Clough, Arthur Hugh
Clough, Arthur Hugh
|POET, EDUCATIONALIST (ENGLAND)|
BORN 1 Jan 1819, Liverpool, Merseyside - DIED 13 Nov 1861, Firenze, Toscana|
GRAVE LOCATION Firenze, Toscana: Cimitero Degli Inglesi, Piazzale Donatello, 38 (Sec. XIX, post 1861/11)
Arthur Clough was the son of the cotton merchabt James Butler Clough. In 1822 he moved to the USA with his family and he lived in Charleston, South Carolina. In 1828 he was sent to a school in Chester in England together with his older brother Charles. His parents returned in 1836 and in 1837 he entered Balliol College, Oxford. In Oxford he became close friends with Matthew Arnold, who was four years younger.
He became a tutor at Oriel College, but he objected against the doctrines of the Church of England and resigned his position in 1848. He travelled to Paris where he was a witness to the revolution. In Paris he often met Ralph Waldo Emerson. In 1848 he wrote his poem "The Bothie of Tober-na-Vuolich". In 1849 he was present during the siege of the Roman republic, which inspired his poem "Amours de Voyage". In 1849 he accepted to position of principal of University Hall, a hostel connected to the University of London. He didn't like London but he befriended Thomas Carlisle and his wife Jane.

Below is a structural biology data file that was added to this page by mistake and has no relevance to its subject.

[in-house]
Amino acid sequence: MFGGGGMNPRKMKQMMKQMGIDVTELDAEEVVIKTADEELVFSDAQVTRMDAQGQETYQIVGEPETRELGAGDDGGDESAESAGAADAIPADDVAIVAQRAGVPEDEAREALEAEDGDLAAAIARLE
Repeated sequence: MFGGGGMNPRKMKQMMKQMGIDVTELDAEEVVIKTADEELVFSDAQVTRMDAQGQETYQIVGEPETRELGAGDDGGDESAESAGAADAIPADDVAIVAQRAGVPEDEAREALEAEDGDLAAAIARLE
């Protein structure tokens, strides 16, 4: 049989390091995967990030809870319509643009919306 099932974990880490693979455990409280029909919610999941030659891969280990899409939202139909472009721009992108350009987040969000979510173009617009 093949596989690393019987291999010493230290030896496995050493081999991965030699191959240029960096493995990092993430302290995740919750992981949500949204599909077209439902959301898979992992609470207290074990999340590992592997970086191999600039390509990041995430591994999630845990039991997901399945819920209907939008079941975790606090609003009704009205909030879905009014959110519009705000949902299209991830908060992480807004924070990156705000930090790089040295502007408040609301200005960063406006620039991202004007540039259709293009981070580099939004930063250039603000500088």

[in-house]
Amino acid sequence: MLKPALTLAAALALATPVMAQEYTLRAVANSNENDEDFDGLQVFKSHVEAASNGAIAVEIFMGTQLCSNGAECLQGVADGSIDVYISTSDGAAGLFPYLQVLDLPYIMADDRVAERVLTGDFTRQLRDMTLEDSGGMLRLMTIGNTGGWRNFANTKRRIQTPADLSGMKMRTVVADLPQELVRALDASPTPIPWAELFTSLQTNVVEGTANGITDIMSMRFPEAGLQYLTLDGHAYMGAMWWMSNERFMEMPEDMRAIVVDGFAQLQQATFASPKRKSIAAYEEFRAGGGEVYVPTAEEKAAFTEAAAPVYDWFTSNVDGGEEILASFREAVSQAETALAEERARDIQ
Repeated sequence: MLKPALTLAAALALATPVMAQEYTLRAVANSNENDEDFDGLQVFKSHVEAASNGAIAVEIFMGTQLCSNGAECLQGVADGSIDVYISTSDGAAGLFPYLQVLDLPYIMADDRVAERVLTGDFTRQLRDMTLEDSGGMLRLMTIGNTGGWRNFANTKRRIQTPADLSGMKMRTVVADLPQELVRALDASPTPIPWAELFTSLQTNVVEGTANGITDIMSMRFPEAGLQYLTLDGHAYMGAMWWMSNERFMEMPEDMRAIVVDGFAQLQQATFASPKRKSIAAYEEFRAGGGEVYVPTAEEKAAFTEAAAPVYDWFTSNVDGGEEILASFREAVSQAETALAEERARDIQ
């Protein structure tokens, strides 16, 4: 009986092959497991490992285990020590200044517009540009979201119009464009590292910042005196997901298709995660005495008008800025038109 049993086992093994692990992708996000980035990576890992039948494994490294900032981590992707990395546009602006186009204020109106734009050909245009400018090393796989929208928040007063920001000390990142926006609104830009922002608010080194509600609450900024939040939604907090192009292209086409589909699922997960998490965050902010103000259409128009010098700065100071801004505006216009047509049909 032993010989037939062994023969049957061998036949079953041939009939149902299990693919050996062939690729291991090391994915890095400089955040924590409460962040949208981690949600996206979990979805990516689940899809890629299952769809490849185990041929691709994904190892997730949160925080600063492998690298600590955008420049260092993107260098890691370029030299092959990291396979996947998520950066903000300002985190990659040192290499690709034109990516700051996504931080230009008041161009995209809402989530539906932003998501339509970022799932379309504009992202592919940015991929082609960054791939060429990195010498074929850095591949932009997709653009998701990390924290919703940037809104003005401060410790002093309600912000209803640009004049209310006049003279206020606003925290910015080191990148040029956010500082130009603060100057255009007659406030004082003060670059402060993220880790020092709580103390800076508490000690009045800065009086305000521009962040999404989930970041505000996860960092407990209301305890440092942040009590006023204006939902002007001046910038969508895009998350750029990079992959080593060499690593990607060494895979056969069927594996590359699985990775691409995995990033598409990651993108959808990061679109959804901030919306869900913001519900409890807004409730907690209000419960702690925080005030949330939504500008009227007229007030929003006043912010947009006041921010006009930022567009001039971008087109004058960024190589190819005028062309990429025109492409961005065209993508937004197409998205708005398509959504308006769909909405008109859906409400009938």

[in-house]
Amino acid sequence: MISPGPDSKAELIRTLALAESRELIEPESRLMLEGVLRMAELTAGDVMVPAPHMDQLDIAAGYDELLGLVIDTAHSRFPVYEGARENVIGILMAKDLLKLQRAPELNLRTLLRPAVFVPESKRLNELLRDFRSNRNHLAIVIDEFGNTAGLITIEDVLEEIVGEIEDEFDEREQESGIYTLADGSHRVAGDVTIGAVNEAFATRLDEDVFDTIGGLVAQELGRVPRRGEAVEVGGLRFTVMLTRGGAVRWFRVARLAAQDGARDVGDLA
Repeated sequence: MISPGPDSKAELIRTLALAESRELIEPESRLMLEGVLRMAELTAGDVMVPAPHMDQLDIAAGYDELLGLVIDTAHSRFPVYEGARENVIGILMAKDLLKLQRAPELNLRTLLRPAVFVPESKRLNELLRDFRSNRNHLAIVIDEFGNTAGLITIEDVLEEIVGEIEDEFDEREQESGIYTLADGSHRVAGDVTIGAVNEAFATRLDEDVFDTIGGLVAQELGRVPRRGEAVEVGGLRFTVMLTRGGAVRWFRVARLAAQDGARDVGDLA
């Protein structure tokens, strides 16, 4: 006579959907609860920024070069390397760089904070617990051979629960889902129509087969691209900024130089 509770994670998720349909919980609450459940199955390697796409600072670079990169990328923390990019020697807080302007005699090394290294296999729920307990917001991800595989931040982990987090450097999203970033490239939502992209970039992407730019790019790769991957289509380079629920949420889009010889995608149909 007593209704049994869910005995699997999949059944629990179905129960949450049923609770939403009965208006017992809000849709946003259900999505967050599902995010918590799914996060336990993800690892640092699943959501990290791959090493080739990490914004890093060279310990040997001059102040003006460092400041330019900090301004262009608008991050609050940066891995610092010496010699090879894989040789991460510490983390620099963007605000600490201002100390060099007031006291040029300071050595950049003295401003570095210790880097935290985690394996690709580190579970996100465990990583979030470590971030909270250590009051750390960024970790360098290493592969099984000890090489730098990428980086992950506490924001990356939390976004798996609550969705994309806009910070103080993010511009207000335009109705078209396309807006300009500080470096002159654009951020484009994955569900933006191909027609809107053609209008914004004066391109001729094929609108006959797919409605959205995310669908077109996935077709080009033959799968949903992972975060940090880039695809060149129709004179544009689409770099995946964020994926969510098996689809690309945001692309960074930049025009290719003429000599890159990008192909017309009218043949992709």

In 1852 he went to Cambridge, Massachusetts where he worked for several months. He returned to London after he was offered an examinership in the Education Office. He married Miss Shore Smith and they had three children, Apart from his job he worked as unpaid secretary to Florence Nightingale. who was a cousin of his wife. When his health failed in 1860 he travelled to Great Malvern and the Isle of Wight and then to Greece, Turkey and France. Together with his wife he travelled from Switserland to Italy. There he contracted malaria and he died in Florence in 1861.
He was buried at the protestant cemetery in Florence. His tomb was designed by Susan Horner based on Champollion's book on Egyptian hieroglyphs.